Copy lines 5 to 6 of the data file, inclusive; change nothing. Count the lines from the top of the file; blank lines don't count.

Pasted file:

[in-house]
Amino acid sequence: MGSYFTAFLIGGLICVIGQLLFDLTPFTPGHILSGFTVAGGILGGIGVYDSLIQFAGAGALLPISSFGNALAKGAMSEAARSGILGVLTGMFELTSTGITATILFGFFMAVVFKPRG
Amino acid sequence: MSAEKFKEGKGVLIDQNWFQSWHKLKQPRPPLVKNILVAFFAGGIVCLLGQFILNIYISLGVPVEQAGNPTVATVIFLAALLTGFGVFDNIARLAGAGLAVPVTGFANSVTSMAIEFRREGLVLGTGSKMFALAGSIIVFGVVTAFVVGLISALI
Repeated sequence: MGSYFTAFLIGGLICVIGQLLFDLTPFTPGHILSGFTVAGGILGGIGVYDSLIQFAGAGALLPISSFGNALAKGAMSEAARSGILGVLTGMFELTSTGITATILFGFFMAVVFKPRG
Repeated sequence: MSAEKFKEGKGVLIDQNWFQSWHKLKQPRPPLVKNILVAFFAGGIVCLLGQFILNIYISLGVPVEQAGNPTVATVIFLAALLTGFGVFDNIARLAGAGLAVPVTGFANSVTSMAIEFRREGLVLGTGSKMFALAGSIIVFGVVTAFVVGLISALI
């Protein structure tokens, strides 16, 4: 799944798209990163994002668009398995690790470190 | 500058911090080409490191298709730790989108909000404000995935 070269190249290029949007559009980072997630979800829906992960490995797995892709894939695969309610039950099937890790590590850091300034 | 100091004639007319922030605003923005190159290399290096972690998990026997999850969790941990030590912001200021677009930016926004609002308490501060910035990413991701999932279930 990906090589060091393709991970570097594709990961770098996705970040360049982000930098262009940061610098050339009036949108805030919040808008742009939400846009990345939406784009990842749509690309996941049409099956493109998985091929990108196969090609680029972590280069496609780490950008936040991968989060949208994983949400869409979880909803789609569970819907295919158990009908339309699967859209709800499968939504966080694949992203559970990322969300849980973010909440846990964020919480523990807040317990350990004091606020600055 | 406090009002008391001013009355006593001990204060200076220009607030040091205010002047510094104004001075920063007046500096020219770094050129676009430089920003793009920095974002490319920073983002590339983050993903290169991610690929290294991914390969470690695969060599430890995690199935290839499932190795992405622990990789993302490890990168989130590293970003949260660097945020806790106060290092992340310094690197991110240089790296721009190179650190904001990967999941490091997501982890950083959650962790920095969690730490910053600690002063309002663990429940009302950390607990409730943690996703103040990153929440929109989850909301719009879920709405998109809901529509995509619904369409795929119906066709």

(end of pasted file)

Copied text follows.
Repeated sequence: MSAEKFKEGKGVLIDQNWFQSWHKLKQPRPPLVKNILVAFFAGGIVCLLGQFILNIYISLGVPVEQAGNPTVATVIFLAALLTGFGVFDNIARLAGAGLAVPVTGFANSVTSMAIEFRREGLVLGTGSKMFALAGSIIVFGVVTAFVVGLISALI
């Protein structure tokens, strides 16, 4: 799944798209990163994002668009398995690790470190 | 500058911090080409490191298709730790989108909000404000995935 070269190249290029949007559009980072997630979800829906992960490995797995892709894939695969309610039950099937890790590590850091300034 | 100091004639007319922030605003923005190159290399290096972690998990026997999850969790941990030590912001200021677009930016926004609002308490501060910035990413991701999932279930 990906090589060091393709991970570097594709990961770098996705970040360049982000930098262009940061610098050339009036949108805030919040808008742009939400846009990345939406784009990842749509690309996941049409099956493109998985091929990108196969090609680029972590280069496609780490950008936040991968989060949208994983949400869409979880909803789609569970819907295919158990009908339309699967859209709800499968939504966080694949992203559970990322969300849980973010909440846990964020919480523990807040317990350990004091606020600055 | 406090009002008391001013009355006593001990204060200076220009607030040091205010002047510094104004001075920063007046500096020219770094050129676009430089920003793009920095974002490319920073983002590339983050993903290169991610690929290294991914390969470690695969060599430890995690199935290839499932190795992405622990990789993302490890990168989130590293970003949260660097945020806790106060290092992340310094690197991110240089790296721009190179650190904001990967999941490091997501982890950083959650962790920095969690730490910053600690002063309002663990429940009302950390607990409730943690996703103040990153929440929109989850909301719009879920709405998109809901529509995509619904369409795929119906066709």